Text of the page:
Psychoacoustics, Physiology of Hearing, and Auditory Modelling, from the Ear to the Brain
19-24 Jun 2022 Lyon (France)

List of authors > Otsuka Sho

CANCELLED - Temporal variation of medial olivocochlear reflex during sleep and its relation to electroencephalographic activity
Sho Otsuka  1, *@  , Yuto Suzuki  1@  , Seiji Nakagawa  1@  
1 : Chiba University
* : Corresponding author

The medial olivocochlear reflex (MOCR) is a feedback response that controls the gain of the outer hair cells. It has been reported that the MOCR becomes weaker during sleep. However, it remains unclear how early in sleep stages the MOCR reduction begins. In this study, we evaluated stages from awakening to sleep using electroencephalogram (EEG) and electrooculogram (EOG) and investigated the relationship with MOCR strength.

The amplitude of β (13-30 Hz), α (8-13 Hz), θ (4-8 Hz) and δ wave (0.5-4 Hz), which reflects each stage from wakefulness to deep sleep, were monitored during the two-hours measurement session. Simultaneously, we assessed MOCR in terms of the suppression of click-evoked otoacoustic emissions (CEOAEs) induced by noise presented to the contralateral ear. Click trains were played into the right ear canal to generate CEOAEs from within the cochlea. Each click had a duration of 100 μs. Clicks were presented at a 55-dB peak-equivalent sound pressure level (SPL) and at a rate of 50 times per second. The MOCR was elicited by a noise presented to the left ear, referred to as the MOCR elicitor, during the CEOAE recording. The noise was band-pass filtered between 100 and 10,000 Hz, with a duration of 0.5 s, including a 10-ms raised-cosine ramp. The noise was presented at 60-dB SPL and at intervals of 5 s. The relatively long intervals were aimed to differentiate neural oscillations from event-related potentials evoked by the MOCR elicitors. The CEOAE waveforms measured from one minute before and one minute after each time point were extracted, and then the waveforms measured in the interval with and without contralateral noise were averaged, respectively. The pressure levels of the CEOAEs for each condition were defined as RMS values in the region of 8–18 ms and are denoted as Pwith and Pwithout (in Pa). MOCR strength was defined as 20log10(Pwith/Pwithout).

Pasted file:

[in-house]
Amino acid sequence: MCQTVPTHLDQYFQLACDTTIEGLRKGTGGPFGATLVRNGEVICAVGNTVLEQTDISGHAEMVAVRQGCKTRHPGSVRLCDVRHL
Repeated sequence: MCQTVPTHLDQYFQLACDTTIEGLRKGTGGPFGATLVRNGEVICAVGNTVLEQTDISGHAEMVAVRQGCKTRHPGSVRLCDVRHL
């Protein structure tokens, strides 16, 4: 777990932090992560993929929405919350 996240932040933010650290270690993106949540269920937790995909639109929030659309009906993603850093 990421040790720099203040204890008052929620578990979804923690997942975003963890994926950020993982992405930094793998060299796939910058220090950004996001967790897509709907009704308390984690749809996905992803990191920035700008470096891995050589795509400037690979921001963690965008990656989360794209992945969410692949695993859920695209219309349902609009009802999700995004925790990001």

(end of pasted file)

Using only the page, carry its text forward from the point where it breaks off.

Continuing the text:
The amount of OAE suppression (MOCR strength) had a statistically significant positive correlation with the time variation of α waves (appearing mainly from awakening to sleep onset), but not with other EEG components and with the time variation of slow eye movement (appearing in the sleep onset period), which was calculated from EOG. This result indicates that MOCR strength becomes weaker at a relatively early stage of sleep onset, which has a large change in awareness level, regardless of the depth of sleep. Further, no correlation was found between the auditory brainstem response and the α waves. This result indicates that the reduction of MOCR strength at sleep onset cannot be attributed to the changes of activities from the inner ear to brainstem.

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